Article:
Moon, Trump agree to increase pressure on N. Korea's ‘Rocket Man’

FRENCH PRESS AGENCY - AFP
SEOUL
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In this Aug. 10, 2017, file photo, a man watches a television screen showing U.S. President Donald Trump and North Korean leader Kim Jong Un during a news program at the Seoul Train Station in Seoul, South Korea. (AP Photo)
In this Aug. 10, 2017, file photo, a man watches a television screen showing U.S. President Donald Trump and North Korean leader Kim Jong Un during a news program at the Seoul Train Station in Seoul, South Korea. (AP Photo)

U.S. President Donald Trump and his South Korean counterpart have pledged "stronger pressure" on Pyongyang, Seoul said Sunday, after North Korea defied tough new sanctions with a missile test and said it wanted to match American nuclear strength.

The international community is scrambling to contain an increasingly belligerent North Korea, which in recent weeks has prompted global alarm by conducting its sixth and largest nuclear test and firing long-range missiles over Japan that it says could reach the U.S. mainland.

In a phone conversation Sunday, South Korean President Moon Jae-In and Trump "gravely condemned" the latest missile test on Friday, which came just days after United Nations Security Council announced a raft of new sanctions against Pyongyang.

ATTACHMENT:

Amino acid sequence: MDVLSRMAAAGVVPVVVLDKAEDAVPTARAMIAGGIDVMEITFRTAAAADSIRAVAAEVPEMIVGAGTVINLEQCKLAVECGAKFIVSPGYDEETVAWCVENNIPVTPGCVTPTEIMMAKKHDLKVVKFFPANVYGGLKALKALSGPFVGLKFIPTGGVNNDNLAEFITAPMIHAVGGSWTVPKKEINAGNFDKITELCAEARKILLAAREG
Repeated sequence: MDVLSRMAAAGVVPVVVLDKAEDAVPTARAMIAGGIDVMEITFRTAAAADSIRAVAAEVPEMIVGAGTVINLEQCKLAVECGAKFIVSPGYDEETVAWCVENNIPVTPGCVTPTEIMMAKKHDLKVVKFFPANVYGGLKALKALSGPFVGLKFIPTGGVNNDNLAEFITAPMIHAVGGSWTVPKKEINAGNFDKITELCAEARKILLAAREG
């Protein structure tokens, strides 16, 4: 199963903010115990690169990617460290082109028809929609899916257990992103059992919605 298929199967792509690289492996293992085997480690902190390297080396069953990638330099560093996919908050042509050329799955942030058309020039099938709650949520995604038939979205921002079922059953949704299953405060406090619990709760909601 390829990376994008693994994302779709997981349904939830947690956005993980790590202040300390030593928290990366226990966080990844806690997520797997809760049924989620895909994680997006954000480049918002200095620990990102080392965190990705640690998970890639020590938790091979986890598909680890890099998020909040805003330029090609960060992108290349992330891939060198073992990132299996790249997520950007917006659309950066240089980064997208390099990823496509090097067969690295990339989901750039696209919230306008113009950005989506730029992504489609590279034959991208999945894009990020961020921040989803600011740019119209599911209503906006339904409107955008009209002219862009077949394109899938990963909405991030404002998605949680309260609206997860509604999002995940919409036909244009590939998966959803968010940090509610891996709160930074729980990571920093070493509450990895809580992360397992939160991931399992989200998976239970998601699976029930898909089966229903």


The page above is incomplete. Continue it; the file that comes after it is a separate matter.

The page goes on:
"The two leaders agreed on more practical and stronger pressure... to make the North Korean regime realize that further provocation will only bring stronger diplomatic isolation and economic pressure leading to a path of collapse," the South's presidential office said in a statement.

Meanwhile, rather than releasing a statement Trump tweeted about his talks with Moon. In the tweet, U.S. President dubbed the North Korean leader Kim Jong-Un "Rocket Man," adding that long gas lines in the rogue nation are "too bad!"

Pyongyang says it needs nuclear weapons to protect itself from "hostile" U.S. forces and is determined to build a weapons system capable of delivering a nuclear warhead to hit the U.S. mainland.

Kim Jong-Un, who oversaw the latest missile test, has said the launch increased the "combat power of the nuclear force", according to the North's official KCNA news agency.

He said the launch was part of the country's plan to achieve "equilibrium of real force" with the U.S.

Experts believe Pyongyang's weapons program has made rapid progress under leader Kim Jong-Un, with previous sanctions having done little to deter it.

The U.N. Security Council, which has condemned Friday's launch as "highly provocative," will hold a new ministerial-level meeting Thursday on the proliferation of weapons of mass destruction, focused on enforcing sanctions on Kim's regime, diplomats said.

The meeting will be held during the annual General Assembly gathering of world leaders at the U.N. where Trump will meet with the leaders of Japan and South Korea on the sidelines to address the crisis.

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